From Nille Glaesel s Introduction For many years I have worked with textiles, making Viking clothes and shoes I have also tanned leather and worked with a reconstruction of Osebergrevlene for the Viking Museum, Lofotr I am often asked about patterns for the Viking s beautiful garments It is through this work that I have seen the need for a book which makes it easy for anyone to sew their very own Viking costumes, based on the sparse findings that have been gathered and preserved from the Viking period Although the findings are few, they nevertheless give us some clear guidelines for cut, use of materials and techniques My main goal has not been to reconstruct typical garments from this era, but to show the cut of clothing from the Viking Age A.D 780 to 1030 and make it accessible to most people There are many who are interested in the Viking era and who would like to sew their own costume, but it is difficult to get hold of the correct materials Within archaeology, textiles have traditionally not been given priority It is said that clothes maketh the man, and I believe that textile research is important if we really want to learn about our past Fortunately, there have been some recent developments and pioneers in this field, and I am thrilled with their work and wait excitedly for future publications In this book I have used machine made fabrics and sewn all hidden seams with a sewing machine In the section on sewing techniques, I have used illustrations to show methods known and used by the Vikings If you want to weave the fabrics on a warp weighted loom with yarn spun on a drop spindle, then you are close to a reconstruction....
|Title||:||Viking: Dress, Clothing, Klaer, Garment (English and Norwegian Edition)|
|Publisher||:||Nille Glaesel Forlag 1 st edition December 28, 2010|
|Number of Pages||:||185 pages|
|File Size||:||960 KB|
|Status||:||Available For Download|
|Last checked||:||21 Minutes ago!|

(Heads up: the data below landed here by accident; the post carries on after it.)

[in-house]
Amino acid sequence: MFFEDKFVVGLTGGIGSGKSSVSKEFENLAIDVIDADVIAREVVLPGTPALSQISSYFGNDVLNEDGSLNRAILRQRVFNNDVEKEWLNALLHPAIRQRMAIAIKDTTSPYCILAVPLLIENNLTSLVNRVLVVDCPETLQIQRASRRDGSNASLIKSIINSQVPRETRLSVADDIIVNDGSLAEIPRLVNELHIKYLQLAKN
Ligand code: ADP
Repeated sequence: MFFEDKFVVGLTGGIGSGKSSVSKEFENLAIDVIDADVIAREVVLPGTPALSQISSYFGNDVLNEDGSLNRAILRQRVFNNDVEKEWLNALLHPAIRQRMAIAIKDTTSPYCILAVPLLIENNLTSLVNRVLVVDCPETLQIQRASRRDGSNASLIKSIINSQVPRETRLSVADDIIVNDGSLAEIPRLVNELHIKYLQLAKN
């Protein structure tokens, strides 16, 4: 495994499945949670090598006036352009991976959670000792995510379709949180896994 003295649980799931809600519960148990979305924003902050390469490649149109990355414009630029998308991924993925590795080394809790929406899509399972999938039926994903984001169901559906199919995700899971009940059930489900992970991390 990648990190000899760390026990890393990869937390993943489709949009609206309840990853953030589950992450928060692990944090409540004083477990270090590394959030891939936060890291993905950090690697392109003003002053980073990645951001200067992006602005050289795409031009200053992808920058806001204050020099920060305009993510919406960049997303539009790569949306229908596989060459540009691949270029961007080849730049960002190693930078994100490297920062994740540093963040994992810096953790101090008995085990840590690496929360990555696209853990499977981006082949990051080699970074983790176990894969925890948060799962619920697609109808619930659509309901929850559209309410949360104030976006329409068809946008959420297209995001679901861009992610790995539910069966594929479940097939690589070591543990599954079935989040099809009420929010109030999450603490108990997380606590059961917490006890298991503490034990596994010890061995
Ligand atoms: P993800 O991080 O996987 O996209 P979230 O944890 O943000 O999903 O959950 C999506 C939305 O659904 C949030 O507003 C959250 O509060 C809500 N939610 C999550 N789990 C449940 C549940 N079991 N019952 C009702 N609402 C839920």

Viking: Dress, Clothing, Klaer, Garment (English and Norwegian Edition) Reviews
This book was a great attempt to bring practical construction of Norse clothing to Re-enactors of the Viking era. Unfortunately I must stress the word attempt. The patterns are incredibly confusing being overlaid on top of each other with very minimal markings to identify what they are or what pieces go with what. There is no information in the book on how to even make minimal alterations to the patterns. There are a few very nice pictures of folks in finished garb but there is minimal information that shows the steps of construction and most of those are drawings. The alternating Norwegian and English Text can be very confusing especially when an English sentence suddenly turns to Norwegian. The sheer number of errors in the text seems to suggest that it was never seriously proofed or at least not proofed by a native speaker of the English language. I can't speak for the Norwegian portions but I hope they were better. I have spent the last week trying to construct several of the patterns in the book and have pretty much given up on using this book. Though the concept was great the execution of this book is a failure, combine that with $120 price tag and I suggest you save your money or borrow the book from someone like me that purchased it.
After years of looking for answers to questions on Norse dress and only becoming more confused, it is great to have a concise and plain spoken resource to go to.
This is a really fine source for Viking garments. The patterns are a little confusing but I can figure it out.
I really wanted to like this book. The pictures are lovely as is the whole presentation. It comes with a packet of pattern sheets printed on heavy stock.
Meh. Stay away if you can, get it if you must. I guess I'm not good at pattern copying and construction. I find the pattern pages included very confusing, and I cannot match them well with the book. There is no explanation given what each of the colored lines means, what size etc. Some patterns seem to not match the book's clothing descriptions at all. There are also no scales given. I really wanted to make the hood, and it's pretty simple, but there's no real-size pattern for it, only a small one, without a scale given. I just am not that knowledgeable.
As stated elsewhere, erratic translation - some of the Norwegian(?) text mixed in with the English could be from another book as it does not duplicate the accompanying untranslated text.
I am a historical costumer. I study and create styles from the 9th century to the 16th century. One of the problems of the viking clothing reconstruction is a lack of proven detail. There are some carved and cast references to what was worn, and little else. I especially wanted to know if, and what embroidry was used on viking clothes.
Beautiful pictures. As said by other reviewers - the text could use a professional English editor. Also, there is NO documentation or sources referenced. Where is the research? This is pretty pricey for a picture book.